Human Rights

In 1948, UN members approved the Universal Declaration of Human Rights. It stated that every person is entitled to basic rights, including “life, liberty and security of person.” It called for freedom from slavery, torture, or discrimination along with freedom of thought, conscience and religion.” It further recognized the right to work, to receive an education, and to maintain an adequate standard of living.

During the Cold War, 35 nations from the Western world and the Soviet bloc signed the Helsinki Accords that guaranteed such basic rights as freedom of speech, religion, and the press as well as the rights to a fair trial, to earn a living, and to live in safety. Despite such agreements, human rights abuses occur daily around the world. They range from arbitrary arrest to torture and slavery.

World Community Confronts Abuses

Organizations around the world work to protect human rights and end abuses. They include governments and international organizations like the UN. In the 1980s, for example, many nations used economic sanctions to press South Africa to end apartheid.

Photo of older woman holding a large piece of paper titled the universal declaration of human rights.

In 1946, former First Lady Eleanor Roosevelt became head of the UN Commission on Human Rights, and the only woman to help draft the Universal Declaration of Human Rights.

Citizen groups often take the lead in highlighting abuses. NGOs monitor the actions of governments and pressure them to defend human rights. Human rights groups report on violations covering a range of issues such as attacks on migrant workers or unsafe working conditions in factories. They have reported on attacks against indigenous people by developers who want their lands, Chinese abuses against Tibetan Buddhists, and discrimination against Roma people in some Eastern European countries. North Korea has the world's worst human rights record.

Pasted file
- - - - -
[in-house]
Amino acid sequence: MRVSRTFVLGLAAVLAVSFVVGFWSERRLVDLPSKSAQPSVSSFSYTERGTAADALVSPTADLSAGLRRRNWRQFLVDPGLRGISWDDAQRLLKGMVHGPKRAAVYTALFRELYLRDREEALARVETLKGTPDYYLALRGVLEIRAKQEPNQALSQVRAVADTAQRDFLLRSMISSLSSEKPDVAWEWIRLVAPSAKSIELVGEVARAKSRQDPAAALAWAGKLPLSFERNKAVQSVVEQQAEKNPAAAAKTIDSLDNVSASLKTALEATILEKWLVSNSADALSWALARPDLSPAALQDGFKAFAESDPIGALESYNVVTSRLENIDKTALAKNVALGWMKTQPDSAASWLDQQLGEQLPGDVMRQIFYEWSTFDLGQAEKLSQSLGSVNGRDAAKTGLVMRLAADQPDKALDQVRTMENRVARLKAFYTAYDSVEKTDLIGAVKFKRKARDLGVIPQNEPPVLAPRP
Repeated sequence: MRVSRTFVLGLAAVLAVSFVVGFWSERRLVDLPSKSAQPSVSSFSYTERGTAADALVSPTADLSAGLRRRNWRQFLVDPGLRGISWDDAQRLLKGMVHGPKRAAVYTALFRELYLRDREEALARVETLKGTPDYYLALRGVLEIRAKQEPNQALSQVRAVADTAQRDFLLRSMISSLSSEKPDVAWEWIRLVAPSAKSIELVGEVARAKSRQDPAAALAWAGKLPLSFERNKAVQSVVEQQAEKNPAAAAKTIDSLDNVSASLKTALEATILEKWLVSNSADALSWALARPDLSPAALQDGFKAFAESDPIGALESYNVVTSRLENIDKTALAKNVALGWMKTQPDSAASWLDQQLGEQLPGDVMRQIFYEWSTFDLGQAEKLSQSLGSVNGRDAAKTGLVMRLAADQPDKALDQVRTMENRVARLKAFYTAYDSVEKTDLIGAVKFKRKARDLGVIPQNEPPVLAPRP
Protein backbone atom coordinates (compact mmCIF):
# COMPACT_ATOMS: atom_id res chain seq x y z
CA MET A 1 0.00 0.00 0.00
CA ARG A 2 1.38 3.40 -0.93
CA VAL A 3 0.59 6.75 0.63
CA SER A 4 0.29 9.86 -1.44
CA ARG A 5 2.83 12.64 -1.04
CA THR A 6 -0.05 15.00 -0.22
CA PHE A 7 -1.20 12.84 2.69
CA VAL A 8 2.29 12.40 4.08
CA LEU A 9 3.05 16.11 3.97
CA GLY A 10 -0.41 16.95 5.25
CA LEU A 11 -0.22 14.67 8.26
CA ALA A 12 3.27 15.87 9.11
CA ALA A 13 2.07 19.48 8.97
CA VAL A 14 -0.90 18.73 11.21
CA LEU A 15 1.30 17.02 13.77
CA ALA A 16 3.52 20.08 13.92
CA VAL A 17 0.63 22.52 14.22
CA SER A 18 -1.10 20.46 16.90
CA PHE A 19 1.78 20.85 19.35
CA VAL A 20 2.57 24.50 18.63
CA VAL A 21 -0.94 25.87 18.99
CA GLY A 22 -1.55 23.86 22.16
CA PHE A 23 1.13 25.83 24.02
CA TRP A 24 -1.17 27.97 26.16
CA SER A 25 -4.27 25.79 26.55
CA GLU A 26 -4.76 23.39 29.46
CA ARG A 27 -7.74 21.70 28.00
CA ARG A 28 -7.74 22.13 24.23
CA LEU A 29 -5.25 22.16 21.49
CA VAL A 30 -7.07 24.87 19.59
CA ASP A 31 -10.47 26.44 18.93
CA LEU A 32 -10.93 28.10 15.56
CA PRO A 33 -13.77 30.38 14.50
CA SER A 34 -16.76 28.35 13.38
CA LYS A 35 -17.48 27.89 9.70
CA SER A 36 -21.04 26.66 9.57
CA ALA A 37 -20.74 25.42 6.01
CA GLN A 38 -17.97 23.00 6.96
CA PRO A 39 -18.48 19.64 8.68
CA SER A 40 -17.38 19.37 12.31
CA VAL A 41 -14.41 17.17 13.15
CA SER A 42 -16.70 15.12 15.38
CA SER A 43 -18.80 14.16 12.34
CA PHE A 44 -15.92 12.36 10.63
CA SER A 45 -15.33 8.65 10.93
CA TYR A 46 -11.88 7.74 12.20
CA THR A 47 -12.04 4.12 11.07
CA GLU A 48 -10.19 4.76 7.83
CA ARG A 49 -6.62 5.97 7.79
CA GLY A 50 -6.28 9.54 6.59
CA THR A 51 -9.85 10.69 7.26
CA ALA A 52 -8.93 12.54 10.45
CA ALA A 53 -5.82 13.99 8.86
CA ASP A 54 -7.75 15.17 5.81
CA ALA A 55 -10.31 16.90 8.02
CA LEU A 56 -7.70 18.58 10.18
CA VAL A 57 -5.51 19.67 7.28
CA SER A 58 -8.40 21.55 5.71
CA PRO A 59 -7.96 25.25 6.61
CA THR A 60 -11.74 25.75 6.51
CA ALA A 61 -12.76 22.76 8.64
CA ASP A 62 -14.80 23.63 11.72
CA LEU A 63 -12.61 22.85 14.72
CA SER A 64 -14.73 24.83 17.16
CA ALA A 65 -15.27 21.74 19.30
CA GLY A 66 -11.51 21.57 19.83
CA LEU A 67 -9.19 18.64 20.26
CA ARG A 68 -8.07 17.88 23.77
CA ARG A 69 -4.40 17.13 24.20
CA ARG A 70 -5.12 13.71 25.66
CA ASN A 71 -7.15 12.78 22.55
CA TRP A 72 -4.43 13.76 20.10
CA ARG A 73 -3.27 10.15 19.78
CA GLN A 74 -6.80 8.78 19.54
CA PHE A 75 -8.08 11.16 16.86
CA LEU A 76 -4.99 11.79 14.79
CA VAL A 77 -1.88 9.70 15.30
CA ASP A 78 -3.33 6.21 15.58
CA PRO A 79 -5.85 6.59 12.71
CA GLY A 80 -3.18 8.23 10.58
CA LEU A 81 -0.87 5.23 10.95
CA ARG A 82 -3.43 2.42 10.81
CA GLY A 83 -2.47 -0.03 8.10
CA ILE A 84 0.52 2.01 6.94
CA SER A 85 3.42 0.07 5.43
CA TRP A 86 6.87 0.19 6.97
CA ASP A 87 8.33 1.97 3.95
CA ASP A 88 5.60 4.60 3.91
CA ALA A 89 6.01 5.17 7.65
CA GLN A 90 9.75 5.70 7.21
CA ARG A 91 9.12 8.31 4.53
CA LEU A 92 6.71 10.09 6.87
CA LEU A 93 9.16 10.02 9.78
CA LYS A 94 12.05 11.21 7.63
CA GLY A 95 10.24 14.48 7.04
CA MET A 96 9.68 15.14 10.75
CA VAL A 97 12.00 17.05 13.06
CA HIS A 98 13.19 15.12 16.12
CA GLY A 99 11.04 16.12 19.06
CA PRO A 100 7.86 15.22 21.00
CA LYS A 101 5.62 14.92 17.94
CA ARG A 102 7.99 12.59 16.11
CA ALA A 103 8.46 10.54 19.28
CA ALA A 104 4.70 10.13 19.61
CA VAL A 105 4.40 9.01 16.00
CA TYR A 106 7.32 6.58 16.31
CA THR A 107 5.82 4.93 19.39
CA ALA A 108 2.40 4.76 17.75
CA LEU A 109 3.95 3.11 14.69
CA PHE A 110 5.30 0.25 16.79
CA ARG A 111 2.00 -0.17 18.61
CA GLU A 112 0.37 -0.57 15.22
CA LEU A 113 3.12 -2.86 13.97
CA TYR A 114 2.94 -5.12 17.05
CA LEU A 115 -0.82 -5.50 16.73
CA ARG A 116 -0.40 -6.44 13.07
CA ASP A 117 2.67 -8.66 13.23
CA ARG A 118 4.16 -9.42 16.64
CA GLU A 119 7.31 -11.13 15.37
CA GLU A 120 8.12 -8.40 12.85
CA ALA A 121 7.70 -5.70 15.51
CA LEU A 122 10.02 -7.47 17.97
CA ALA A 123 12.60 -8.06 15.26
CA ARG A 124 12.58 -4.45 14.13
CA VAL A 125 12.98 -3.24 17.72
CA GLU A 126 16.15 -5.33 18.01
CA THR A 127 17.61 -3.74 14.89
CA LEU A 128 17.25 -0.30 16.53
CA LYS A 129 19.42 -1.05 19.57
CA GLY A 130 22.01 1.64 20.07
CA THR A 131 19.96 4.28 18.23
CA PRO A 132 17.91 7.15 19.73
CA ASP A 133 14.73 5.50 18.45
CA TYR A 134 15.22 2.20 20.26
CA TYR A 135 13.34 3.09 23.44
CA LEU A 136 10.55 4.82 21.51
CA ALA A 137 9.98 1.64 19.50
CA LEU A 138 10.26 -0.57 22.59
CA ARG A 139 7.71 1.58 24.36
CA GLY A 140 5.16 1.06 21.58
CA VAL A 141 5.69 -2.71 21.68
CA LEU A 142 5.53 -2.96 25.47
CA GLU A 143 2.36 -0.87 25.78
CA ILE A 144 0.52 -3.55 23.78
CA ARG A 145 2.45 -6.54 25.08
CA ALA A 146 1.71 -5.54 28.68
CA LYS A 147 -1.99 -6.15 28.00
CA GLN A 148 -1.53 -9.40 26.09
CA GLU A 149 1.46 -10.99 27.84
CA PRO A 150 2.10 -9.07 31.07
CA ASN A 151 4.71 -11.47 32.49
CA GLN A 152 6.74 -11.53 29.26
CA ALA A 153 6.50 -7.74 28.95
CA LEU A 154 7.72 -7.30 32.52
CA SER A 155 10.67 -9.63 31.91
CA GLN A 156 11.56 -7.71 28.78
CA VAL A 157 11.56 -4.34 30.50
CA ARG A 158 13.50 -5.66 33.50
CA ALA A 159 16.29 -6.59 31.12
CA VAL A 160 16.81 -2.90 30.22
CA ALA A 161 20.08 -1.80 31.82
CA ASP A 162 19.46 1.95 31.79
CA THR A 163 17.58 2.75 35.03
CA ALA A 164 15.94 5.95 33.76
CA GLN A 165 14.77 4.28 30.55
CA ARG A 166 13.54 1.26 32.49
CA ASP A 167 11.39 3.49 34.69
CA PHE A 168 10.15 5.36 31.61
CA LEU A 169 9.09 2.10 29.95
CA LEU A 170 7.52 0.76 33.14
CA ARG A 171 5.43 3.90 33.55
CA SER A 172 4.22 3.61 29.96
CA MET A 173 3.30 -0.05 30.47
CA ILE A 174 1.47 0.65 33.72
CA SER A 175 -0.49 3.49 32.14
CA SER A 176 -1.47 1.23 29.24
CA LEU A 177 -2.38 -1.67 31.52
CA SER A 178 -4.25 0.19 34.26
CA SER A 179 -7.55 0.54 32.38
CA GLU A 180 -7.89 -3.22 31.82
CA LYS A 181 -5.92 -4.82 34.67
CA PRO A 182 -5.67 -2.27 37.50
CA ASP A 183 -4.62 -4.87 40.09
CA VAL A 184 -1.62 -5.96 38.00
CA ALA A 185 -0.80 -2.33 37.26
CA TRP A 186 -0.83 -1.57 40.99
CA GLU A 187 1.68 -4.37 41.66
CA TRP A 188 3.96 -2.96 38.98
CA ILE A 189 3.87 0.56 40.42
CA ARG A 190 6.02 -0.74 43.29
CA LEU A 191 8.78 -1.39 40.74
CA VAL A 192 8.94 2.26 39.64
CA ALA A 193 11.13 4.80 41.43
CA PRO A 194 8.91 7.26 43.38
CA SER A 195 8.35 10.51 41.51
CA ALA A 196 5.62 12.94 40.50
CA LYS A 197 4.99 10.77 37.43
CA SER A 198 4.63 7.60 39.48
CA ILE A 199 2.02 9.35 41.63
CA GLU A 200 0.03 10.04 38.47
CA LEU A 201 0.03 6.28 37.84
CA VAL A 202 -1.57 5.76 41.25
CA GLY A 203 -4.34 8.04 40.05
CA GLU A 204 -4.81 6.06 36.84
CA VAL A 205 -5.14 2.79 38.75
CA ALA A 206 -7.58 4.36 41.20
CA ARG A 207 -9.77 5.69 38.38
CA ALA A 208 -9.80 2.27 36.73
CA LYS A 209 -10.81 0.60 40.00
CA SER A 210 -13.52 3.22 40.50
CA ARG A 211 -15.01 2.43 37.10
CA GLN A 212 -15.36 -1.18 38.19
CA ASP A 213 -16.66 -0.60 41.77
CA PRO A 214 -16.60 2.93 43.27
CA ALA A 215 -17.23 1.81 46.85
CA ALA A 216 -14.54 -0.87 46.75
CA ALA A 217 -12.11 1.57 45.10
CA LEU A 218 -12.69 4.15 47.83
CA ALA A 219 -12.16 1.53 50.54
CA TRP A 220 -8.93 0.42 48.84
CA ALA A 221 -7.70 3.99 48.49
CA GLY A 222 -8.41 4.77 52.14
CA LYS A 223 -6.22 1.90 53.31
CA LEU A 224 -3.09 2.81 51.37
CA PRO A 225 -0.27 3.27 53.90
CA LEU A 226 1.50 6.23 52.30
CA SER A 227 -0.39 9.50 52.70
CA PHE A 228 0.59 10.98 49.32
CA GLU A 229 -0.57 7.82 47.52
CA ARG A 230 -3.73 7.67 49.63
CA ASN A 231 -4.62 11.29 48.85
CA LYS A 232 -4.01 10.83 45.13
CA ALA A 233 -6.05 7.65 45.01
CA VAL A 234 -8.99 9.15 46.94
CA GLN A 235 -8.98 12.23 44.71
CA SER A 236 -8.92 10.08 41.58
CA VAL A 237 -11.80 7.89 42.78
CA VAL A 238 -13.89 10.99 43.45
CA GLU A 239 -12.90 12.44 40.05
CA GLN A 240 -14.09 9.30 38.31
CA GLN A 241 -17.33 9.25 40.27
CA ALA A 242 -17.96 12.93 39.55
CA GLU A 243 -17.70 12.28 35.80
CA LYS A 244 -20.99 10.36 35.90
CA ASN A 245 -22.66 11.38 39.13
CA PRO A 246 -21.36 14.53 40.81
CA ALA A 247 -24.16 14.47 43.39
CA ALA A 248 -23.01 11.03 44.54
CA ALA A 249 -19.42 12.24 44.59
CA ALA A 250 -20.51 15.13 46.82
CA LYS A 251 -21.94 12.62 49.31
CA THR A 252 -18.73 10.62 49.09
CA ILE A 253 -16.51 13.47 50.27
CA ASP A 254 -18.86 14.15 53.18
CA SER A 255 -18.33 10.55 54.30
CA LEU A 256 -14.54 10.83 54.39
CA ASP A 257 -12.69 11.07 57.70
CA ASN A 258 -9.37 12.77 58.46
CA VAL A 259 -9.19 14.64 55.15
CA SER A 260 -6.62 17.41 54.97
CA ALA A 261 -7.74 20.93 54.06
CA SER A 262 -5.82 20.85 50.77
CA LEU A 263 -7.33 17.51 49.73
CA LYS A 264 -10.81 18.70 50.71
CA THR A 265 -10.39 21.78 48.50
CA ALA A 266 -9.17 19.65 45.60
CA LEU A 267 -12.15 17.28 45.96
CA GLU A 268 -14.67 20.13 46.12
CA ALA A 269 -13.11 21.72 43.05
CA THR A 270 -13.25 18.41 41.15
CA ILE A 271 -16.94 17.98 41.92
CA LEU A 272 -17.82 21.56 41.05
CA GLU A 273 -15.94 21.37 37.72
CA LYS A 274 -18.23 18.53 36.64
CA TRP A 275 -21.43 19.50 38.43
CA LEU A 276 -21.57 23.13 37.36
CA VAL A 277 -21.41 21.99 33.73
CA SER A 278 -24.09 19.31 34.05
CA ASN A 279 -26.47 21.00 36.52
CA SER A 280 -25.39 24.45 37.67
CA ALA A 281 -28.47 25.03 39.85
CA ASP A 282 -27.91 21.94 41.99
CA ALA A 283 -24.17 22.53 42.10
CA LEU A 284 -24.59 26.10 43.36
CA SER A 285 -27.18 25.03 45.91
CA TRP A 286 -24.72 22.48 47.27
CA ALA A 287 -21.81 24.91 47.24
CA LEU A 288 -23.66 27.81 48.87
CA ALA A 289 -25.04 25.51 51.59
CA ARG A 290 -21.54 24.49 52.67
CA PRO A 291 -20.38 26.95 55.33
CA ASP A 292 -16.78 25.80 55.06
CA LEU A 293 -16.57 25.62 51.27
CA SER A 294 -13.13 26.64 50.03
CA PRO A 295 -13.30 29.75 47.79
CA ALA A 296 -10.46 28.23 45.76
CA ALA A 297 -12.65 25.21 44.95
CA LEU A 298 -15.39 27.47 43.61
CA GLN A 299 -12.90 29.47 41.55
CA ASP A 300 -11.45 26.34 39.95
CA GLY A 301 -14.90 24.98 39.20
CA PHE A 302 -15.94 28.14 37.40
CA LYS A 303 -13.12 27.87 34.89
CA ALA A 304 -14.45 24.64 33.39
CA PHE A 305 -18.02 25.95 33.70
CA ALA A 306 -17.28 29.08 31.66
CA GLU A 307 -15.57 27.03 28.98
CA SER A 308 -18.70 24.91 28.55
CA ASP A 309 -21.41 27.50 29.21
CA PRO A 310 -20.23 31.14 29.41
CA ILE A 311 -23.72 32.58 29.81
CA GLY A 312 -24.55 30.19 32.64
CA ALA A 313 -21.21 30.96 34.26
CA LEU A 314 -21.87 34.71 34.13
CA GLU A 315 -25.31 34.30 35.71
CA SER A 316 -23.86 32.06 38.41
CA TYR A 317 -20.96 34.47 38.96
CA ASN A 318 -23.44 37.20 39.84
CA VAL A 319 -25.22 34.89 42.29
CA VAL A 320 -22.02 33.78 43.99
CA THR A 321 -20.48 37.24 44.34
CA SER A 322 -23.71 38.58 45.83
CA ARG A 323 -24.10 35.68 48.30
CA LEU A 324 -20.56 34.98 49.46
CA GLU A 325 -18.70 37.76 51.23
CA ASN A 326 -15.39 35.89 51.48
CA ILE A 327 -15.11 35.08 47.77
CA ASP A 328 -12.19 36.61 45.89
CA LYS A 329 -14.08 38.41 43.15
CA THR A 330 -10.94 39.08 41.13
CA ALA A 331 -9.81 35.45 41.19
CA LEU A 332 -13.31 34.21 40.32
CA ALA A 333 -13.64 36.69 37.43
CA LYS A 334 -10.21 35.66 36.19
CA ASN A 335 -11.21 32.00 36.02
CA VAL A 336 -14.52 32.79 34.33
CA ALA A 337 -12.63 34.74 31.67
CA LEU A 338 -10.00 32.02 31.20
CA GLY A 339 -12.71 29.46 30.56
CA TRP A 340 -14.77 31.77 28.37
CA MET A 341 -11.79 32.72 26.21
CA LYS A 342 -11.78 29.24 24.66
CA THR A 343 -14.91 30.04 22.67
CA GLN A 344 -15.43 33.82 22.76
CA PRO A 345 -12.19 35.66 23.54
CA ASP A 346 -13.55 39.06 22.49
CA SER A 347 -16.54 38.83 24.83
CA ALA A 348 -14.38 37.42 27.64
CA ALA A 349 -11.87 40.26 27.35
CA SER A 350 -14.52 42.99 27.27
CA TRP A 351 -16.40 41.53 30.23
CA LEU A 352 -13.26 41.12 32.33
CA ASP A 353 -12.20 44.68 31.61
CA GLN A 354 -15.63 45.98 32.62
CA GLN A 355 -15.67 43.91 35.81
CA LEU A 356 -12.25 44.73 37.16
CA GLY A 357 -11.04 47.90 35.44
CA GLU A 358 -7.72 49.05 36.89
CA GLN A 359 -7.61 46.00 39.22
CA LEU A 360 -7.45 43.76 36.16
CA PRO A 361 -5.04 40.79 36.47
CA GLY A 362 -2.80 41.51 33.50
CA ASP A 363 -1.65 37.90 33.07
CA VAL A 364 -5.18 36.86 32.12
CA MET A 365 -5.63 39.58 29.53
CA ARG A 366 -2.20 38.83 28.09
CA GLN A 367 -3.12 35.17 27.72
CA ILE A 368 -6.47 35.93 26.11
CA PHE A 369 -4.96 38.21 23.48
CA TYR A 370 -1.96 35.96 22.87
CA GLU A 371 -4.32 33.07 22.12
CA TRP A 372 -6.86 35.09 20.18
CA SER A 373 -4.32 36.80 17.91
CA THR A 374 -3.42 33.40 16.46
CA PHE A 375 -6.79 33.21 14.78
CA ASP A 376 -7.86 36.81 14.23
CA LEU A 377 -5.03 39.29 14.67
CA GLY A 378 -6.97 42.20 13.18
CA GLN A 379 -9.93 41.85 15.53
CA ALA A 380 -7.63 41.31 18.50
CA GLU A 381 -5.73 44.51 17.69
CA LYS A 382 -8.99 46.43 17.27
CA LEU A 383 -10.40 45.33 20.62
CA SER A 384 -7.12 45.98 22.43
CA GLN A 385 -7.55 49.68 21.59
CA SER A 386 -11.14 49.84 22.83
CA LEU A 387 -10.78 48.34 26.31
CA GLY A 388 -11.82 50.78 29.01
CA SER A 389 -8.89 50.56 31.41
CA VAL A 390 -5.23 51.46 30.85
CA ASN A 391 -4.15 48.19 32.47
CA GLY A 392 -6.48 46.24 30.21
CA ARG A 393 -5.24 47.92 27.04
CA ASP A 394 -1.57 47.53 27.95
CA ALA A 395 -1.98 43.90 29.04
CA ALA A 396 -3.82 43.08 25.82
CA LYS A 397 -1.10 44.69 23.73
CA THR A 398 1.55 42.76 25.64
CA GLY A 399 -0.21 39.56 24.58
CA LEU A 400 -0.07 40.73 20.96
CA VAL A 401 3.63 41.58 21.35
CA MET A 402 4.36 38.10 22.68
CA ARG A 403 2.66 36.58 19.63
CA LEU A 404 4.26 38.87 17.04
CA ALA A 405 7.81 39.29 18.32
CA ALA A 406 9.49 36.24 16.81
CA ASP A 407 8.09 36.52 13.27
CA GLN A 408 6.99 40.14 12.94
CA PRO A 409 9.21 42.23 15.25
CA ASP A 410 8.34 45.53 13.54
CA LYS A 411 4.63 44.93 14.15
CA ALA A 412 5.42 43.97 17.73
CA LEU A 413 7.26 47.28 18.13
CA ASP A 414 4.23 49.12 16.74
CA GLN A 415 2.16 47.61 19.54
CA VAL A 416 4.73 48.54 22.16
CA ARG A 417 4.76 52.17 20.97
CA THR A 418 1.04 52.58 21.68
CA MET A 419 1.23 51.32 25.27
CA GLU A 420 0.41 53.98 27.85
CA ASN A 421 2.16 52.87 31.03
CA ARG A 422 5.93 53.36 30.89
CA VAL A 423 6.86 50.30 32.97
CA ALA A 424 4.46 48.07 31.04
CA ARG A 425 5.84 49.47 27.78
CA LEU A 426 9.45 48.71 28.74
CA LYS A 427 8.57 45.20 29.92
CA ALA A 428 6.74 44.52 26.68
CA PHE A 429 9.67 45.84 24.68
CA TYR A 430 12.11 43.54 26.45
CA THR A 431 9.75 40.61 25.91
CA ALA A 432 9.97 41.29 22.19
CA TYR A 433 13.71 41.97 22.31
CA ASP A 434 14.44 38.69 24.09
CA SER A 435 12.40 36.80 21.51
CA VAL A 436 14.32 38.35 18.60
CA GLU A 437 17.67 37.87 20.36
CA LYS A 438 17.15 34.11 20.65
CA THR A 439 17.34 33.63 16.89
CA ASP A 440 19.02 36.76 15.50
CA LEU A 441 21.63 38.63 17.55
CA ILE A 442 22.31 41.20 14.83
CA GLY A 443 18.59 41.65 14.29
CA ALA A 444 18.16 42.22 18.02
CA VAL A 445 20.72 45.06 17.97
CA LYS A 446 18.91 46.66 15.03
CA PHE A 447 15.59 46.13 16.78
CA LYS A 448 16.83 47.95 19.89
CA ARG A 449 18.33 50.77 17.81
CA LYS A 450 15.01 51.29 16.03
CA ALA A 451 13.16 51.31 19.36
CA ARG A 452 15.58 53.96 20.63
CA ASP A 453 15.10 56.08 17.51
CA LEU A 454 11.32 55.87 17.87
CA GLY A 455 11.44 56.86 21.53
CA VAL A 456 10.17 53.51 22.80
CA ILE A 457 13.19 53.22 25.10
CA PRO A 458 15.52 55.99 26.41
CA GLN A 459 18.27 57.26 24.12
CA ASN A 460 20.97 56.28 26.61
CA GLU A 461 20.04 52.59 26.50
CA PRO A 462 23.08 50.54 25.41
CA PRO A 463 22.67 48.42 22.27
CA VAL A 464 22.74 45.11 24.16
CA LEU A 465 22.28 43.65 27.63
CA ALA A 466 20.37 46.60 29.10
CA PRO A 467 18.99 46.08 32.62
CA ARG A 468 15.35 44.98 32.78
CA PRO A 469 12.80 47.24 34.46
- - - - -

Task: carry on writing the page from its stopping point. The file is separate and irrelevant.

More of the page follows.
The Struggle for Women's Rights

The UN Charter supported “equal rights for men and women.” A global women's movement has addressed conditions for women worldwide.

By 1950, women had won the right to vote in most western nations, as well as in Japan, China, Brazil, and other countries. At independence, most African nations guaranteed women the right to vote. Women have headed elected governments in such nations as Argentina, Brazil, Britain, Germany, Israel, India, Liberia, Pakistan, and the Philippines.

Still, a UN report noted that while women represent half of the world's people, “they perform nearly two thirds of all working hours, receive only one tenth of the world's income, and own less than one percent of world property.” Women in many countries are subject to violence.

Photo of a woman in hijab on a mobile phone pointing to computer monitor.

In Saudi Arabia, many women are highly educated but struggle to find jobs. By law, men and women may not work together. Women must have separate offices, entrances, and security guards.


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Table of Contents

World History Topic 1 Origins of Civilization (Prehistory–300 B.C.) Topic 2 The Ancient Middle East and Egypt (3200 B.C.–500 B.C.) Topic 3 Ancient India and China (2600 B.C.–A.D. 550) Topic 4 The Americas (Prehistory–A.D. 1570) Topic 5 Ancient Greece (1750 B.C.–133 B.C.) Topic 6 Ancient Rome and the Origins of Christianity (509 B.C.-A.D. 476) Topic 7 Medieval Christian Europe (330–1450) Topic 8 The Muslim World and Africa (730 B.C.-A.D. 1500) Topic 9 Civilizations of Asia (500–1650) Topic 10 The Renaissance and Reformation (1300–1650) Topic 11 New Global Connections (1415–1796) Topic 12 Absolutism and Revolution Topic 13 The Industrial Revolution Topic 14 Nationalism and the Spread of Democracy (1790–1914) Topic 15 The Age of Imperialism (1800–1914) Topic 16 World War I and the Russian Revolution (1914–1924) Topic 17 The World Between the Wars (1910–1939) Topic 18 World War II (1930–1945) Topic 19 The Cold War Era (1945–1991) Topic 20 New Nations Emerge (1945–Present) Topic 21 The World Today (1980-Present) United States Constitution Primary Sources 21st Century Skills Atlas Glossary Index Acknowledgments